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Did you know English isn't native to England?

2016/01/21


The Angles, Saxons, Jutes, and Frisians brought their Germanic-based languages when they immigrated to (well... invaded) England, which had already been inhabited by the Celtic people (Welsh & Irish). The invaders were fewer in number, but they forced the natives to speak the Germanic-based language they brought with them, replacing the native language with... English, but certainly not as we know it today.


"English isn't native to England?"


There were major differences between the languages, for example, in the old Celtic language  verbs come first (came first the verb), and 'do' was added liberally to sentences to form a question, make a sentence negative, or just flesh out the sentence (Do you walk? I do walk. I do not walk.)


This use of 'do' in English today is derived from the original struggle the Celts made to speak the language of the Germanic invaders. To this day, besides English only Celtic languages continue to speak this way.


"English is a smorgasbord of many languages"


Their improper Old English became the standard for modern English, and started a trend that would happen again, as a new group of speakers would struggle with English. This time new "immigrants" (i.e. Vikings), would arrive in England speaking Old Norse, and their attempts to speak Old English influenced and further convoluted the language, but also simplified it. The Viking influence removed gendered nouns, leaving behind simpler words like 'the, these, those' (Thanks Odin!) and simplified conjugation further.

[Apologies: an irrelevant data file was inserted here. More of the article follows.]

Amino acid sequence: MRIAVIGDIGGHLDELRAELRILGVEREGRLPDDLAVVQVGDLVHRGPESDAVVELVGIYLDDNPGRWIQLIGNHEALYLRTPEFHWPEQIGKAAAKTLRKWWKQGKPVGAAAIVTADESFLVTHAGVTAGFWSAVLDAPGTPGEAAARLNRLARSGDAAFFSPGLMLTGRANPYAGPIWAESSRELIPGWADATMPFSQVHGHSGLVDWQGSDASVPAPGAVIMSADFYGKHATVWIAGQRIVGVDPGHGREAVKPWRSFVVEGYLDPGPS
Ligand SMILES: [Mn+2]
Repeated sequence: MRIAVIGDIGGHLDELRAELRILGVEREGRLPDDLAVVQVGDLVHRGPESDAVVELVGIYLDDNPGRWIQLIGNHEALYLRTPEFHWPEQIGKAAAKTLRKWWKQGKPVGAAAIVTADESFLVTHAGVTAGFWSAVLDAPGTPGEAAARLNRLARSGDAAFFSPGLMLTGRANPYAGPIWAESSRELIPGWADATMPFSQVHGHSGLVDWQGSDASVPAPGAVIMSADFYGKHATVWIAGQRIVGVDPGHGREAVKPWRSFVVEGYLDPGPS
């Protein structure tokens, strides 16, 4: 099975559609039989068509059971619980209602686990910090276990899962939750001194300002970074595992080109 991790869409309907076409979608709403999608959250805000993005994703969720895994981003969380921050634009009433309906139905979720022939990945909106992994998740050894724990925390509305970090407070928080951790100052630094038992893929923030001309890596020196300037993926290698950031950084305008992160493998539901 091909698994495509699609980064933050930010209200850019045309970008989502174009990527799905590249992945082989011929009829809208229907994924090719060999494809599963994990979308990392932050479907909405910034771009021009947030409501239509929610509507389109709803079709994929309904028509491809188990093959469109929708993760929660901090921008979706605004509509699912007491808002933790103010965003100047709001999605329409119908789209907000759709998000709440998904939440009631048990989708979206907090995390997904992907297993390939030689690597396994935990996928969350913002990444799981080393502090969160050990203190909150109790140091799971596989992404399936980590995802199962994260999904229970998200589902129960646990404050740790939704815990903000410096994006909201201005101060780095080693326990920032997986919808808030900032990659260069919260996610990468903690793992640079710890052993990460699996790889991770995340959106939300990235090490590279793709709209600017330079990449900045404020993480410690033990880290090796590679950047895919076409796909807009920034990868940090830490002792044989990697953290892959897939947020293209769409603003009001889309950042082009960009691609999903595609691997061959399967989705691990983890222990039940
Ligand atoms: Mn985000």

Like the Celts, who rendered English in a way that felt natural to them, with prepositions at the end of sentence (Where did you come from?), instead of (From where do you come?), a major influence of the Vikings was a large addition of their own words into the English vocabulary.


Multiple influxes of foreign vocabulary over the centuries helped create the rich variety of English expression we wax poetically with today. For most other languages etymology is pretty straight-forward, with a words rooting from an older version of the word from the same language. English vocabulary is a polyglot smorgasbord of migration and exchange between cultures, often with the words of many languages mixed within the same sentence.


So next time your students complain about English, let them know, they are not alone.


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